About the Online Sales Tax Provision
Rep. Noem made an aggressive push to add the online sales tax legislation to the bill last minute. As The Hill explains:
Supporters of the legislation argue that it will allow states to collect money already owed to them and put online retailers on the same playing field as brick-and-mortar stores. They also argue that there’s urgency for Congress to act now, before the Supreme Court acts on a case on the topic this year.
However, opponents of internet sales tax argue it would hurt small online retailers, is opposed by the public and should go through “the regular legislative process” after the Supreme Court rules on the Wayfair v. South Dakota case.
After the recent Supreme Court arguments, it will be interesting to see how they rule, and how Congress may react to its decision.
What Else Was Included?
While the list was extensive, we think it’s worth mentioning that, while Republicans were hoping to designate funds to begin construction on the President’s proposed border wall, Democrats didn’t concede. Instead, the bill provides, “Nearly $1.6 billion for border security, but not for an increase in detention beds or federal deportation agents…the deal includes $641 million for new fencing, including levees, but does not allocate money for a concrete wall.”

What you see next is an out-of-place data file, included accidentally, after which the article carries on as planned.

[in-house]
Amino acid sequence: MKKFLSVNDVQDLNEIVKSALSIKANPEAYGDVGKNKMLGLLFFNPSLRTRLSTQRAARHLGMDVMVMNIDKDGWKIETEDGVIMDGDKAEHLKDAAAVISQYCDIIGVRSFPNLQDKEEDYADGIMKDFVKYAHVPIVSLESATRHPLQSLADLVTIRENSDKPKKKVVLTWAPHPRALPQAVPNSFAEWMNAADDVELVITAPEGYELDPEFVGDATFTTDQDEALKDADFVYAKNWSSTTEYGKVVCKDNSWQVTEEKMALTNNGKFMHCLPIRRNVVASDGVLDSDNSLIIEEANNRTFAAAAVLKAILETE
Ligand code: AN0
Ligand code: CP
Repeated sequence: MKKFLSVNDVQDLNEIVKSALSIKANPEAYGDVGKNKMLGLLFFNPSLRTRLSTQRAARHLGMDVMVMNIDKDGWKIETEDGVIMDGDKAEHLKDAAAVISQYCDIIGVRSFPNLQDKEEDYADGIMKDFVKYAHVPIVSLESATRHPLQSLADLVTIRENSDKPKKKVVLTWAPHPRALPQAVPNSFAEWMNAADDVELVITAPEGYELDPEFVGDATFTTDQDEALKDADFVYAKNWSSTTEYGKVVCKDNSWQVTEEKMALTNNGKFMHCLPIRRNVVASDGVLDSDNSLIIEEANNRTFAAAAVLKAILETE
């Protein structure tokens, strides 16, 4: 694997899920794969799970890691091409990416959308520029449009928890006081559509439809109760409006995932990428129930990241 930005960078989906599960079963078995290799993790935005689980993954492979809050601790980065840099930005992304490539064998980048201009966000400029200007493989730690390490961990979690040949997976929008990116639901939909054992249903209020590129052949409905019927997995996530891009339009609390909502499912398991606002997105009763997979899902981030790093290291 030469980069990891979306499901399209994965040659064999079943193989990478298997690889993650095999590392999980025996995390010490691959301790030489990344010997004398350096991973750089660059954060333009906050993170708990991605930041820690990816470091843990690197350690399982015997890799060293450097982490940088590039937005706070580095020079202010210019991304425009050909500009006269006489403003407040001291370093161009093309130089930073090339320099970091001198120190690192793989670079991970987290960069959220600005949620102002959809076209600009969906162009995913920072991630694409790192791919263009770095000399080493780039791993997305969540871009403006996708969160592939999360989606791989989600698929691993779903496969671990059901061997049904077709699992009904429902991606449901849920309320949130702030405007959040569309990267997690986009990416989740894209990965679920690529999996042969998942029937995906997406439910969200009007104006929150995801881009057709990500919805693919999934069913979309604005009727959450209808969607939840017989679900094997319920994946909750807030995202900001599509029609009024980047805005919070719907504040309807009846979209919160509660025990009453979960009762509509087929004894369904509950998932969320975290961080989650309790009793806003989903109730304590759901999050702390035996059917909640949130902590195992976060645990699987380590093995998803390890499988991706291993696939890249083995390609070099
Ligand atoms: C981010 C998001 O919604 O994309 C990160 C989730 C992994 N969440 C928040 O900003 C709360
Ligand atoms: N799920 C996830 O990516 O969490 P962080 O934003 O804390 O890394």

As you can imagine, there is a wide variety of other provisions in the bill. Politico provides a nice round-up of what made it in and what was discussed, but ultimately not included.
What do you think of the decision to exclude online sales tax from the bill? Do you think the opposition’s argument to wait until the Supreme Court rules on Wayfair is sound? I’d love to hear your thoughts in the comments!
In the meantime, if you have any questions about federal or state sales tax legislation (or really anything relating to multi-state tax issues), please contact us: Miles Consulting Group! We’re happy to provide helpful insight.